The gist of my argument is that parties are central to structuring and communicating electoral information. They organize messy information about ideology, policy goals and governing competences into a coherent set of electoral alternatives. Thanks to the informational cues that parties offer, voters are able to access information at a low cognitive cost. When parties undergo abrupt organisational changes, however, they profoundly alter the supply of electoral information. The electoral alternatives on the ballot are no longer fixed but need to be actively sought out. Voters need to do more of the work in acquiring, attributing and processing electoral information. Continue reading “Coping with Complexity: How Voters Adapt to Unstable Parties”

When do the Rich Vote Less than the Poor and Why? Explaining Turnout Inequality Across the World

The 2016 GESIS Klingemann Prize for the Best Scholarship using CSES data was awarded to Kimuli Kasara of Columbia University and Pavithra Suryanarayan of Johns Hopkins University for their paper "When do the rich vote less than the poor and why? Explaining turnout inequality across the world" that was published in the American Journal of Political Science in 2015.

The authors received the prize and presented their work during a reception at the annual meeting of the American Political Science Association (APSA) in Philadelphia, USA on September 2, 2016.  They kindly contributed the following synopsis of their work.

 

When do the Rich Vote Less than the Poor and Why?
Explaining Turnout Inequality Across the World
Kimuli Kasara and Pavithra Suryanarayan

Arendht Liphart observed that “voter turnout is an excellent indicator of democratic quality” in part because he believed that the poor and socially marginal were less likely to vote (Lijphart 1999).  Lower rates of electoral participation by the economically disadvantaged, while being normatively undesirable in a democracy, also have implications for the types of parties that win elections and the policies politicians will implement once in office. For these reasons, turnout inequality has been central to the study of both political behavior and political economy. For instance, the idea that the poor participate less has been used to explain why we might not observe an expansion in redistribution after democratization as canonical political economy models predict.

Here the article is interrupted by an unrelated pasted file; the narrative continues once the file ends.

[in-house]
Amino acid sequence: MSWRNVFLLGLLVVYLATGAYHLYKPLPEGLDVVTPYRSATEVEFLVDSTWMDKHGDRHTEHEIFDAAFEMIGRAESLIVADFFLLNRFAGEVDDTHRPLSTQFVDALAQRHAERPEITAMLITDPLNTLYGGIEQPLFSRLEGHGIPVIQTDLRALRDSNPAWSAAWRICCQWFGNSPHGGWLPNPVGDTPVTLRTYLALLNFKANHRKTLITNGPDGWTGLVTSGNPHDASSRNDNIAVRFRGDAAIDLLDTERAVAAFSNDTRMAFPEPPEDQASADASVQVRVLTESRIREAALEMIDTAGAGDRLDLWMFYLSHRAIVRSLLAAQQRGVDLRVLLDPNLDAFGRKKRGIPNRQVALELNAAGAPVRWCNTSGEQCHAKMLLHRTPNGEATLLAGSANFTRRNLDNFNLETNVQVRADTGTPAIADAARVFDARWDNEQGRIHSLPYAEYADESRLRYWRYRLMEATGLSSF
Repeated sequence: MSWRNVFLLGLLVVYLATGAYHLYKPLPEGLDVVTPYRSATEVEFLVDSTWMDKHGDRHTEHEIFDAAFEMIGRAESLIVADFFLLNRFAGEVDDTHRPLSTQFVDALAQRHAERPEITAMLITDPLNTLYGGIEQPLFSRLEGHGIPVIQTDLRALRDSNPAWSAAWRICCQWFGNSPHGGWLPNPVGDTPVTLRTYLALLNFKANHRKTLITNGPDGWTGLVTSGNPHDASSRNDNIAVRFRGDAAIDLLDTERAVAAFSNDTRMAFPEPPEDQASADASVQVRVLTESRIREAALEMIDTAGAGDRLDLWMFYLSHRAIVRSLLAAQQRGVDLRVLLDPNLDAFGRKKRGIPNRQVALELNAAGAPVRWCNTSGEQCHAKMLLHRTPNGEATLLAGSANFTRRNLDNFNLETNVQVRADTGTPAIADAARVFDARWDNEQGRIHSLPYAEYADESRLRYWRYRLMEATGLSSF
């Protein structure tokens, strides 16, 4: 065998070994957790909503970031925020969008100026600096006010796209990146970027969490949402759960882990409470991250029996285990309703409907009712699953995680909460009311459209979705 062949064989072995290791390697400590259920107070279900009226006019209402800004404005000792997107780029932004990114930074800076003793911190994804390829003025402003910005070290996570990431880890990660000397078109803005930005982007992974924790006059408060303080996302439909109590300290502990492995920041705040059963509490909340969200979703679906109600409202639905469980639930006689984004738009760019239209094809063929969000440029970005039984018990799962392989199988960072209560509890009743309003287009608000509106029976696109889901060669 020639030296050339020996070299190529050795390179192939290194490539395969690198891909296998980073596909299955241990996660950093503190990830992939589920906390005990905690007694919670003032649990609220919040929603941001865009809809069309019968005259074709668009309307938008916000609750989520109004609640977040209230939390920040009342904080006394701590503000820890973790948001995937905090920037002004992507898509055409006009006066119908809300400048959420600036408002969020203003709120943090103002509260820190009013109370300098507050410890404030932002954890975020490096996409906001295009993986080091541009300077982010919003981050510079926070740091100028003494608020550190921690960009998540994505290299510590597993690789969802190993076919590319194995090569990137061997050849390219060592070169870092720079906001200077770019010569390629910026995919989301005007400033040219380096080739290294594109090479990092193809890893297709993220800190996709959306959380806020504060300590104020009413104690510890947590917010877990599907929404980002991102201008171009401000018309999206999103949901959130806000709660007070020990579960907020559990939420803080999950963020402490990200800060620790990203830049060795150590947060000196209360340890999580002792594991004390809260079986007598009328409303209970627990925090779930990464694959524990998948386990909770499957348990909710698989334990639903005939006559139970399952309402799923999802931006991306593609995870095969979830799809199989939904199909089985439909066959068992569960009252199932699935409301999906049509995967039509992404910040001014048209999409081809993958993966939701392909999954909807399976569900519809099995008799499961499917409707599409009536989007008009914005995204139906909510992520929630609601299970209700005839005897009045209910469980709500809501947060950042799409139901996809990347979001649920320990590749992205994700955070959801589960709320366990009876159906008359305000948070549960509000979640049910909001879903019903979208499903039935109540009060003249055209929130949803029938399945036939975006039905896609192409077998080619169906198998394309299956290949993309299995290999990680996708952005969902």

Most early research on socio-economic status (SES) and voting focused on voting behavior in advanced industrialized countries where it is often the case that the wealthy vote at higher rates than the poor. Our research began with the observation that income and turnout are often negatively correlated in the contexts we study – South Asia and sub-Saharan Africa. This “inverse” relationship between SES and voting has been documented in isolated studies in both regions as well as in Eastern Europe. Our paper,  “When Do the Rich Vote Less Than the Poor and Why?: Explaining Turnout Inequality across the World  (American Journal of Political Science, 2015), is the first to systematically document that “inverse” turnout inequality is not rare using data on 76 countries from the Comparative Study of Electoral Systems (CSES) and other survey sources.  This figure from our paper, which maps the ratio of turnout rates of the wealthiest 20% in a country to turnout of the poorest 20%, shows variation in the relationship between wealth and turnout. Continue reading “When do the Rich Vote Less than the Poor and Why? Explaining Turnout Inequality Across the World”